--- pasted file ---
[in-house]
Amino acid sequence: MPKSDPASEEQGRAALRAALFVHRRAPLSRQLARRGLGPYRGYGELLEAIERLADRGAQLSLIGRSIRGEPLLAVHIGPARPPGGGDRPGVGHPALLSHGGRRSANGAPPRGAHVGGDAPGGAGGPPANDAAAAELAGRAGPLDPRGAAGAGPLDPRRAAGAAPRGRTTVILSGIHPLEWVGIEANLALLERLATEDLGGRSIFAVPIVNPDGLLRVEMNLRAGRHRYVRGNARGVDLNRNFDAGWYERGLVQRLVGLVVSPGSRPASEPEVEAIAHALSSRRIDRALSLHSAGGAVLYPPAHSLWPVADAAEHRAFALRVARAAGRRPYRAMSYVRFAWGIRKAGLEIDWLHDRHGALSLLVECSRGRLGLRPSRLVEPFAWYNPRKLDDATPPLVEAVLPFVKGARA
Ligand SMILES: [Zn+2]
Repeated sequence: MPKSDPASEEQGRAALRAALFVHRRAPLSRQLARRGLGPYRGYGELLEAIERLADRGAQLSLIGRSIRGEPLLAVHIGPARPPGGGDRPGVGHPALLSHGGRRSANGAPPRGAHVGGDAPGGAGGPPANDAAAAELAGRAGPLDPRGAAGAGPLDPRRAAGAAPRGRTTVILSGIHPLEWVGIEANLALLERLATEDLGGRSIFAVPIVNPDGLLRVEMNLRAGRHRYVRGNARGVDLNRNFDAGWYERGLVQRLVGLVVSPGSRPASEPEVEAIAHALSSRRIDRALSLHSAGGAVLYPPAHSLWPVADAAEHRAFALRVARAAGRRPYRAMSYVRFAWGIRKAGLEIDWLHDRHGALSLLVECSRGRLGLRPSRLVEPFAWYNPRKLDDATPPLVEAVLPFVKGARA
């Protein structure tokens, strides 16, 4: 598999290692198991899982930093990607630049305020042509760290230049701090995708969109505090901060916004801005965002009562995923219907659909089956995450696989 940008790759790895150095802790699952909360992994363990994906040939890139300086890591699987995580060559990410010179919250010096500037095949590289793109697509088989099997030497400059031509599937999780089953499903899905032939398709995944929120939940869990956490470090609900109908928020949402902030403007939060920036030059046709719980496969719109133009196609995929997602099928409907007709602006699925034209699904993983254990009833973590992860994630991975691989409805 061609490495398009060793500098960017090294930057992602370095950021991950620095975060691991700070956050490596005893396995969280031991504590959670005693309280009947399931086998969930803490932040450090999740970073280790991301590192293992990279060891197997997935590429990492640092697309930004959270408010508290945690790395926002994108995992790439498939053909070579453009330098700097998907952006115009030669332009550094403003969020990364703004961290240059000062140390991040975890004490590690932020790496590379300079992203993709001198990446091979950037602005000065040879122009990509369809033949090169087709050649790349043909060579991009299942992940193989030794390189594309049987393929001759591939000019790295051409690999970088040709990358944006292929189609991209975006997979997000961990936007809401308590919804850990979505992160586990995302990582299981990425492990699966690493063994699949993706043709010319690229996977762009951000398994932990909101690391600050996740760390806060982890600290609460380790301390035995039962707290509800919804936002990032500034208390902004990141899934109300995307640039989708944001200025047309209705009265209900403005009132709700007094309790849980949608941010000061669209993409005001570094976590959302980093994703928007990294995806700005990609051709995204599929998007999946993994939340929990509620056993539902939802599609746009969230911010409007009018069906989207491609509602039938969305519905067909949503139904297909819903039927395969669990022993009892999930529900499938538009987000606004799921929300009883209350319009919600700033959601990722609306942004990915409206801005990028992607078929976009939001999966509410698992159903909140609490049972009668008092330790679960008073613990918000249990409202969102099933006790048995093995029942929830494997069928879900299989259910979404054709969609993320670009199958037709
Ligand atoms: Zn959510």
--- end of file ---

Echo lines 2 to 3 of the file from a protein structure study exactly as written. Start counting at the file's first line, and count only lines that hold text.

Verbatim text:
Amino acid sequence: MPKSDPASEEQGRAALRAALFVHRRAPLSRQLARRGLGPYRGYGELLEAIERLADRGAQLSLIGRSIRGEPLLAVHIGPARPPGGGDRPGVGHPALLSHGGRRSANGAPPRGAHVGGDAPGGAGGPPANDAAAAELAGRAGPLDPRGAAGAGPLDPRRAAGAAPRGRTTVILSGIHPLEWVGIEANLALLERLATEDLGGRSIFAVPIVNPDGLLRVEMNLRAGRHRYVRGNARGVDLNRNFDAGWYERGLVQRLVGLVVSPGSRPASEPEVEAIAHALSSRRIDRALSLHSAGGAVLYPPAHSLWPVADAAEHRAFALRVARAAGRRPYRAMSYVRFAWGIRKAGLEIDWLHDRHGALSLLVECSRGRLGLRPSRLVEPFAWYNPRKLDDATPPLVEAVLPFVKGARA
Ligand SMILES: [Zn+2]